For fans of traditional Japanese culture, Kansai is an unmissable destination. Nowhere else in the country can you find so much of historical interest in such a compact area. And, since plenty of international carriers now fly into Kansai International Airport, it is perfectly possible to make Kansai your first port of call in Japan.
Kansai’s major drawcards are Kyoto and Nara. Kyoto was the imperial capital between 794 and 1868, and is still considered by most Japanese to be the cultural heart of Japan. Nara predates Kyoto as an imperial capital and also has an impressive array of temples, burial mounds and relics. Both cities should feature prominently in even the busiest travel itinerary.
Osaka is a great place to sample Japanese city life in all its mind-boggling intensity, while Kōbe is one of Japan’s most cosmopolitan and attractive cities. Himeji, west of Kōbe, has the best of Japan’s many feudal castles. Kyoto is the logical base for an exploration of Kansai, but you could also base yourself in Osaka or Nara. The former allows you to enjoy Japanese modern city life and excellent transport connections; the latter is much quieter and is a good place to relax. You will almost certainly find that Kansai is the perfect place to sample both modern and traditional Japan without having to spend too much time moving from place to place.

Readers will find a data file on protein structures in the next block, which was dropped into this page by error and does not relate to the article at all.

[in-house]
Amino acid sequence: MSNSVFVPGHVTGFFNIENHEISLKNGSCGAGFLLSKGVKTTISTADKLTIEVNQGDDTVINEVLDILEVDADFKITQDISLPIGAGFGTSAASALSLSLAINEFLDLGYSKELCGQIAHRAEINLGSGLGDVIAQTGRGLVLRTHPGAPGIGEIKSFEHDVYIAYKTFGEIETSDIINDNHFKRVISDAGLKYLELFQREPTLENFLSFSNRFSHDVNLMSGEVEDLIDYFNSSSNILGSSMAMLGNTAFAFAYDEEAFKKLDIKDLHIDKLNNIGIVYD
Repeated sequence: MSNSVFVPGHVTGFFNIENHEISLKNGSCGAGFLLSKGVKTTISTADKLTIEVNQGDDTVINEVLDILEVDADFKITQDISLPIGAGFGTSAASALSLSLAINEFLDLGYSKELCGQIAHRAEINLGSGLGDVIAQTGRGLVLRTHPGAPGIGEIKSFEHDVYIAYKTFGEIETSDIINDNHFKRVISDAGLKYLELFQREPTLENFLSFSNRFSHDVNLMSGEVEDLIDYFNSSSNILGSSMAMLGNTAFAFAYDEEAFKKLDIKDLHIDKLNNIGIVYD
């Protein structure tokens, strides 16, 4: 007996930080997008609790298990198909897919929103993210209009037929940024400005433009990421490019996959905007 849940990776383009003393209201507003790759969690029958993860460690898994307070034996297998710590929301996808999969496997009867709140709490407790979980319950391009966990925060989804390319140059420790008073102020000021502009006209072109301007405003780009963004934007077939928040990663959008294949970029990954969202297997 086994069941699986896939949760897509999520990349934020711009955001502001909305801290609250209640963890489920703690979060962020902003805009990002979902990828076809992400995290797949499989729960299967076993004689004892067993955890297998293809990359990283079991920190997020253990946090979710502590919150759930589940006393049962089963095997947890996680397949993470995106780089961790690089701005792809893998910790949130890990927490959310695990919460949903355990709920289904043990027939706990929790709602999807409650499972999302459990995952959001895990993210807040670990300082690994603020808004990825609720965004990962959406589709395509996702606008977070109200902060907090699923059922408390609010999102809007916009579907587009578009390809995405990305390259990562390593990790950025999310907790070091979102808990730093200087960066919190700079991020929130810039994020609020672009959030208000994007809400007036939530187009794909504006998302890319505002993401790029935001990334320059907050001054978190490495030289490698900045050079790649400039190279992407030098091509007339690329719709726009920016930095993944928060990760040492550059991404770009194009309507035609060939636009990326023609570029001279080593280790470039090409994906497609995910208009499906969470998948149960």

The main attractions of the prefecture Mie-ken are Ise-jingū, Japan’s most sacred Shintō shrine, and the seascapes around the peninsula, Shima-hantō. Wakayama-ken offers onsen (hot-spring spas), a rugged coast and the temple complex of Kōya-san, Japan’s most important Buddhist centre. Finally, the northern coast of Kansai has some fabulous scenery, a number of good beaches and the lovely Tango-hantō (Tango Peninsula).
Last updated: Feb 17, 2009
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